Flight across the desert

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I don’t know about you but in recent years I have become more and more nervous about flying, taking a sharp intake of breath when there is some slight turbulence. I never used to be like this, i would sleep comfortably on planes and barely bristle at the slightest movement of the plane.

So, bouncing along the windswept desert today in a small propeller plane was a little stressful.

I have so much respect for these pilots who fly into some of the most impossible areas. The Chadian desert is vast and sparsely populated, and does not present the challenge of the Congolese jungle, but being able to land a plane, whatever the size, on the equivalent of a football field is skill I much admire.

I left before first light and stood in the queue at the airport. There were a few bags in front of me, as you don’t queue, your bag does. After a while, check-in opened, and still bleary-eyed, I got to the front of the queue and was told I was in the wrong line. I dutifully moved to the next queue and sent off my bag, not knowing if I would see it again.

The first flight was full and seeing my badge a former employee of my organisation came and sat next to me, explaining about the project he had worked on. It distracted me from a bumpy takeoff, and once in the air, he slept and left me to stare out at the vast swathes of desert below.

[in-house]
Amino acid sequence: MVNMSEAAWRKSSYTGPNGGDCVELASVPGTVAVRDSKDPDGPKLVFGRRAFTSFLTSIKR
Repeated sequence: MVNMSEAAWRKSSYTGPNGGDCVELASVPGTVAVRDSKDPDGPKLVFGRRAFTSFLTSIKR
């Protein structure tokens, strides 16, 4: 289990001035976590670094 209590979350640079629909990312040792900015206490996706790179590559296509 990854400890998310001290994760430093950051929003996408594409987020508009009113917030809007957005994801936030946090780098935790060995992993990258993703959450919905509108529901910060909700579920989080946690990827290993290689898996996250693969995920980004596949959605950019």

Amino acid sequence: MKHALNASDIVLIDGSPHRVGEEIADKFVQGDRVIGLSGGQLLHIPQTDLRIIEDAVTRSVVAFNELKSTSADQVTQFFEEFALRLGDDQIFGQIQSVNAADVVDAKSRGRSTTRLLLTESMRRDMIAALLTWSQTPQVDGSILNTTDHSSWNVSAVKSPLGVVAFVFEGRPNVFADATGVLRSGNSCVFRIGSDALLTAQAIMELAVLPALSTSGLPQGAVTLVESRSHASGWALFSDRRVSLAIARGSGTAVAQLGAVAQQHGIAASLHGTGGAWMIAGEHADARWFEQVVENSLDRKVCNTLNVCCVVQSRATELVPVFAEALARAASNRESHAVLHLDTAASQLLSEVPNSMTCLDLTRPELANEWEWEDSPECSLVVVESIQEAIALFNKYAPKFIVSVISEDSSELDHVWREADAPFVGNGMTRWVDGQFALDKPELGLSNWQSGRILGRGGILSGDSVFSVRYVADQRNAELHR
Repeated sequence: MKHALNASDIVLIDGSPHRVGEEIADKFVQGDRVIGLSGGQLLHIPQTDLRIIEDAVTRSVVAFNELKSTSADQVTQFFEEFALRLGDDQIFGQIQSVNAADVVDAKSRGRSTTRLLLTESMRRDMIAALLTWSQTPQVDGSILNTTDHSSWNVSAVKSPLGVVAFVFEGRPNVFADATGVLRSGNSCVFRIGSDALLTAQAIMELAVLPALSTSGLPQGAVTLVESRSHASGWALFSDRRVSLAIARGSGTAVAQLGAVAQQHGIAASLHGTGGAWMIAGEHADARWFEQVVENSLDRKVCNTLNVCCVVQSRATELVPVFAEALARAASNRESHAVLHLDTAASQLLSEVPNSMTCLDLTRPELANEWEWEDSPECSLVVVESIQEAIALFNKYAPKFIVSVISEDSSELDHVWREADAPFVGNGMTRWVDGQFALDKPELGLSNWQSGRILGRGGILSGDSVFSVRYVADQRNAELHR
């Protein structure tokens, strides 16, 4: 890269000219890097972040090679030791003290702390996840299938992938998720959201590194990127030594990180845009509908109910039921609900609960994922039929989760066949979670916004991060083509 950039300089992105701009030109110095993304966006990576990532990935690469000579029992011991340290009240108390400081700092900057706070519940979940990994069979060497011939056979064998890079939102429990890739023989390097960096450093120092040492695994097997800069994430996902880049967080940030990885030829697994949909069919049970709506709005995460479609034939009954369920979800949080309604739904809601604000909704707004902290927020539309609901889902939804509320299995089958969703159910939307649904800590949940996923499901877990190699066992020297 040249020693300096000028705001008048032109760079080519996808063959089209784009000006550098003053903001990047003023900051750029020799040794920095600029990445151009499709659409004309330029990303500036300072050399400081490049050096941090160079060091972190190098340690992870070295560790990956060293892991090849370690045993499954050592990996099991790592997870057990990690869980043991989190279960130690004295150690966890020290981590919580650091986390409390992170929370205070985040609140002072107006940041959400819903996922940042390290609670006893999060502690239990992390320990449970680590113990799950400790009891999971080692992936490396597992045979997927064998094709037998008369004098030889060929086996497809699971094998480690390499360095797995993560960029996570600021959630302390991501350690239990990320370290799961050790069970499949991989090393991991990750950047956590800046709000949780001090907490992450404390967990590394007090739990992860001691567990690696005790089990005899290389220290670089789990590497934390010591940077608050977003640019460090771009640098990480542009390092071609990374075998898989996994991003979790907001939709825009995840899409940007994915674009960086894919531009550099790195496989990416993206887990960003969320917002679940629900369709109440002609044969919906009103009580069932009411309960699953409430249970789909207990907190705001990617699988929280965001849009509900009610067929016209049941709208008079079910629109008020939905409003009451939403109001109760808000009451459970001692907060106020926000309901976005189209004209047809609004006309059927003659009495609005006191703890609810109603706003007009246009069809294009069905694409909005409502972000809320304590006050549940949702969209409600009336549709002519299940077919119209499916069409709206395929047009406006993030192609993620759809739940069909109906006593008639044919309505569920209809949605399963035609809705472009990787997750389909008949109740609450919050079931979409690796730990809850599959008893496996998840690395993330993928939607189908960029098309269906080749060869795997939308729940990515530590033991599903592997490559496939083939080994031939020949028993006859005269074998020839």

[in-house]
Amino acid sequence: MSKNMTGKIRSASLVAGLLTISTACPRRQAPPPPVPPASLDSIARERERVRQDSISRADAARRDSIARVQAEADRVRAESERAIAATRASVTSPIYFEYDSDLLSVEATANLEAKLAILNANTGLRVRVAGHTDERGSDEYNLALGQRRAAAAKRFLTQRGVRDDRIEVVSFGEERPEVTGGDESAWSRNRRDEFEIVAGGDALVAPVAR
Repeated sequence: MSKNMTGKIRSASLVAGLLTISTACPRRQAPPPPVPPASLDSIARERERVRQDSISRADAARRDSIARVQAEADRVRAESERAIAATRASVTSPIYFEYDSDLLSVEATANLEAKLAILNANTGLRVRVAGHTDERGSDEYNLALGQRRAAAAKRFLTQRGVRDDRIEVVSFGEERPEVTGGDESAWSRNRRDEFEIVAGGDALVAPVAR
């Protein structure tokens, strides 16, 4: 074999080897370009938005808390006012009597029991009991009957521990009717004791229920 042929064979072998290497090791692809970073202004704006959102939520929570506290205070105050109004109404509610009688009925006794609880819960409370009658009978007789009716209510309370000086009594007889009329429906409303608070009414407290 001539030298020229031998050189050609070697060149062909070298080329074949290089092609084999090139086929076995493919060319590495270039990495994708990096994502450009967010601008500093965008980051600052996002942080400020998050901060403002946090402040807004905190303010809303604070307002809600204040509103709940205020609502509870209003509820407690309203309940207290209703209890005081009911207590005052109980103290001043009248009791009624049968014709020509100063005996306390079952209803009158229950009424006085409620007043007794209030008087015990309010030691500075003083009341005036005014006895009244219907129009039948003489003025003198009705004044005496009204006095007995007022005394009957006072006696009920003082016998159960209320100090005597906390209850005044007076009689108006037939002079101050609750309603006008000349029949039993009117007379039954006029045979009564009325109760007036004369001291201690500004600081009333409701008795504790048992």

In transit at the next airport I found shelter in the shade under one of the two trees in the compound, and awaited my next flight. The first flight had gone smoothly, and yet I still felt nervous about the next (even smaller) plane I was to board.

Eventually my flight was called, a man appearing at the door of a tiny white waiting room with one fan called out our destination. Six of us boarded the plane, and the pilot made an ungainly effort to climb into his seat, there being very little space to allow for any kind of elegant movement.

Up in the air again I found myself holding my breath as we bounced along the thermals rising up from the desert. Buffeted by the wind, the pilot announced our descent to the first stop on our flight. I looked out for the airstrip. Nothing. Suddenly we bumped our way to a dusty halt in front of a tin shack that was the official terminal for this absurdly tiny airport.

Next stop was my destination and we barely cleared some trees before screeching to a halt in a huge dust cloud in front of a thorn tree with a Landcruiser parked underneath. There was some confusion as the Landcruiser drove off with the pilot to point out a tree that needed cutting down near this airstrip. Concerns were muttered about getting permission from the landowner for this, coupled with urgent pleas from the pilot. Eventually we bounced our way over scrubland and through dusty rivers to the office, where, glad to finally arrive, I was served with a feast of food!

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